Ho HO HO and a Ho- Lotta Rum: Coquito, a Puerto Rican Christmas Drink

Tonight, a toast.

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To you.

And for that toast, I offer a drink. I know, shocking. I don’t do enough drinks, but the truth is that I don’t often drink myself, so it seems a waste to brew up a cocktail that I don’t want. I’d rather eat my alcohol, and thanks to much of Western Europe, I have the well-stocked liquor cabinet to prove it.

Last year for my holiday series, I asked some of my friends to share their family’s recipes and stories. While I took a bit of a different turn this year, a late night phone call with Mango led to me asking her for a holiday treat, and she offered the rum drink coquito. And I like rum. So I made it. And drank it. And loved it. And now you can, too.

Coquito is essentially a very delicious, very strong coconut rum egg nog. Yeah. It is as good as it sounds.

Here is what Mango has to say about it:

**Warning from me: Mango both writes and speaks in a stream of consciousness manner. I’m not kidding when I say that emails from her tend to be a page of run-on sentences with one topic flowing into another until it abruptly ends. It’s funny, cute and totally in character, and I wouldn’t have it any other way.**

“When I think of the holidays I think of coquito. Similar to eggnog, most Latino-Caribbean folks wouldn’t dream of drinking it at any other time of year. It’s creamy, rich, and boozy. Every family has its own closely guarded version. In fact, it can be such a secret that when my cousin asked for a recipe on the Mango Family Facebook page, she didn’t get any responses for like a week! I finally took pity and divulged that I add vanilla extract to mine.  It’s a very popular drink in Puerto Rico and is often brought over as a gift during holiday parties and feasts in the same way some folks in the States bring over wine or a casserole. I vividly recall being a little girl and seeing the adults having impromptu coquito tasting parties comparing the recipe of each lady of the house- not one of my uncles daring to say some other woman’s coquito was better! We cousins would try to outdo each other sneaking sips of glasses left lying around. When done right the rum is a background flavor so you don’t get that strong “alcohol” hit when you first sip it. One of the first times I felt like a grown-up was when I was included in the “psst ven a la cocina” [come to the kitchen!] group of women invited to come back to my aunt’s kitchen and be shown her batch of coquito in the fridge with hushed pride. [Lastly], it’s always drunk chilled. I imagine it’s so the sweetness doesn’t get cloying and because, hey it can be in 80’s and 90’s with humidity in the Caribbean during Christmas. Buen Provecho!”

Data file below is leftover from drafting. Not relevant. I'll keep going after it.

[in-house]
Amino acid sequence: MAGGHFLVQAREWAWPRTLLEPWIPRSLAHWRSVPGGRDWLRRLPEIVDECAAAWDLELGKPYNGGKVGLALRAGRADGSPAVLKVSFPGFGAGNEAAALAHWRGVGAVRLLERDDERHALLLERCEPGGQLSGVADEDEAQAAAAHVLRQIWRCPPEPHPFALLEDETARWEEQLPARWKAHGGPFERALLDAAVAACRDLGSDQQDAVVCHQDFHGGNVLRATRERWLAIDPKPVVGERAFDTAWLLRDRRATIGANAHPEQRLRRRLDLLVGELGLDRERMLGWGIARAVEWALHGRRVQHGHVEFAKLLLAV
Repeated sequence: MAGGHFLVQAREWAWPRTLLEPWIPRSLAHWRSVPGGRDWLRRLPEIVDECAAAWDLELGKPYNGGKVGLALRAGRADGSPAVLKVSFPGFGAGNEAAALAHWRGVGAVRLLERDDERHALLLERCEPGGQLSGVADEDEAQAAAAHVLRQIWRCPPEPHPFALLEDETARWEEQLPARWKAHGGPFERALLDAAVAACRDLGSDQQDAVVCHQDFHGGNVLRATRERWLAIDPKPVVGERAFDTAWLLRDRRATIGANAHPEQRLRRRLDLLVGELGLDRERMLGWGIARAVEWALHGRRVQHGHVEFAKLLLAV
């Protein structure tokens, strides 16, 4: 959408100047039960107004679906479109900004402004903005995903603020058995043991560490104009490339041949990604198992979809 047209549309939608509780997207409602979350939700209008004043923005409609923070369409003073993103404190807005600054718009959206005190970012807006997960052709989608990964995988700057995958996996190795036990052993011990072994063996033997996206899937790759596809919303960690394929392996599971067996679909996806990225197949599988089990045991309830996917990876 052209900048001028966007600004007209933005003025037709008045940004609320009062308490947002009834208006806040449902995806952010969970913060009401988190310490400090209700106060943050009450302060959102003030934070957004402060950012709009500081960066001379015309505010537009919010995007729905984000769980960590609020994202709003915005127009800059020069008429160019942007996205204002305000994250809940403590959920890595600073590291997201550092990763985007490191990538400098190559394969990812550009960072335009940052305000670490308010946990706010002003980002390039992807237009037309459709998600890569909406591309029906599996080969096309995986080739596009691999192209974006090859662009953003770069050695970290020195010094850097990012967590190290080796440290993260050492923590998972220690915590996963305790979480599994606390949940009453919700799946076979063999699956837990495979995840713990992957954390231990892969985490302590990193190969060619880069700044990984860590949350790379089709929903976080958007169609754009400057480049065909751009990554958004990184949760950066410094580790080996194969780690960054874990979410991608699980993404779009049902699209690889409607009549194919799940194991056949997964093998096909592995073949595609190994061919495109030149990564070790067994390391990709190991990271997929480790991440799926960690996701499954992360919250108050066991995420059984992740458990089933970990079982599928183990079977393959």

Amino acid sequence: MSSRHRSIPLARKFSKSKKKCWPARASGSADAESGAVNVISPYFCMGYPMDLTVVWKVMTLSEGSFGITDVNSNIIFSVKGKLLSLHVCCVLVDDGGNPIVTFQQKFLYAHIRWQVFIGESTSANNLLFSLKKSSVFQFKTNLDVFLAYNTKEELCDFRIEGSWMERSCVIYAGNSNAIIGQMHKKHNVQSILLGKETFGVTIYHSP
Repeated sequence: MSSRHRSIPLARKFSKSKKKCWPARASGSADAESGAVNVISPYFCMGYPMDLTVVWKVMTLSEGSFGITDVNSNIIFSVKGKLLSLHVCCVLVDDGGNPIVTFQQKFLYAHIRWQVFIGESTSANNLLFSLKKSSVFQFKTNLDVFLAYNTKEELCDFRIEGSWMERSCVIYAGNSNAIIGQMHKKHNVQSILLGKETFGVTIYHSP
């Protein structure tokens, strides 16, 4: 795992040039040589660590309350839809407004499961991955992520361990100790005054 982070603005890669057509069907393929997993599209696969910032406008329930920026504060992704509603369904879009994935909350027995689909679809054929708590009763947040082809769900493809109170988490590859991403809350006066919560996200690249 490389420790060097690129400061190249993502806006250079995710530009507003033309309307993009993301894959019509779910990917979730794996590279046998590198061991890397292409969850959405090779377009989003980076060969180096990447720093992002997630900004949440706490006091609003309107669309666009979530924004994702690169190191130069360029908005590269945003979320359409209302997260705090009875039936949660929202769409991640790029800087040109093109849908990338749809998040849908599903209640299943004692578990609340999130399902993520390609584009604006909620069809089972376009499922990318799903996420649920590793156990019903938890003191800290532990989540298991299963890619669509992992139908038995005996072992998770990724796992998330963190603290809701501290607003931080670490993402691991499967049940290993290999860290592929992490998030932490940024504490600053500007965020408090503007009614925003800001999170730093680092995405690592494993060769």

Coquito
Rich, boozy, creamy holiday drink
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Total Time
1 hr
Total Time
1 hr
Ingredients
  1. 1 can evaporated milk (may substitute unsweetened coconut milk if you prefer)
  2. ½ cup coconut flakes (sweetened or unsweetened, either is fine)
  3. 3 large egg yolks, separated or 4 small egg yolks, separated.
  4. 1 TB sugar
  5. 1 can sweetened condensed milk
  6. 1 cup dark spiced rum, plus 1-2 tablespoons
  7. ½ tsp vanilla extract
  8. ¼ tsp almond extract
  9. ½ of a vanilla bean pod
  10. Cinnamon stick, star anise, or nutmeg for garnish.
  11. To store: wash and disinfect a pretty wine bottle or similar
Instructions
  1. Toast the coconut flakes. Combine the can of evaporated milk and toasted coconut flakes to infuse the evaporated milk for about 20-30 minutes. Allow the milk to cool, drain coconut flakes out and discard.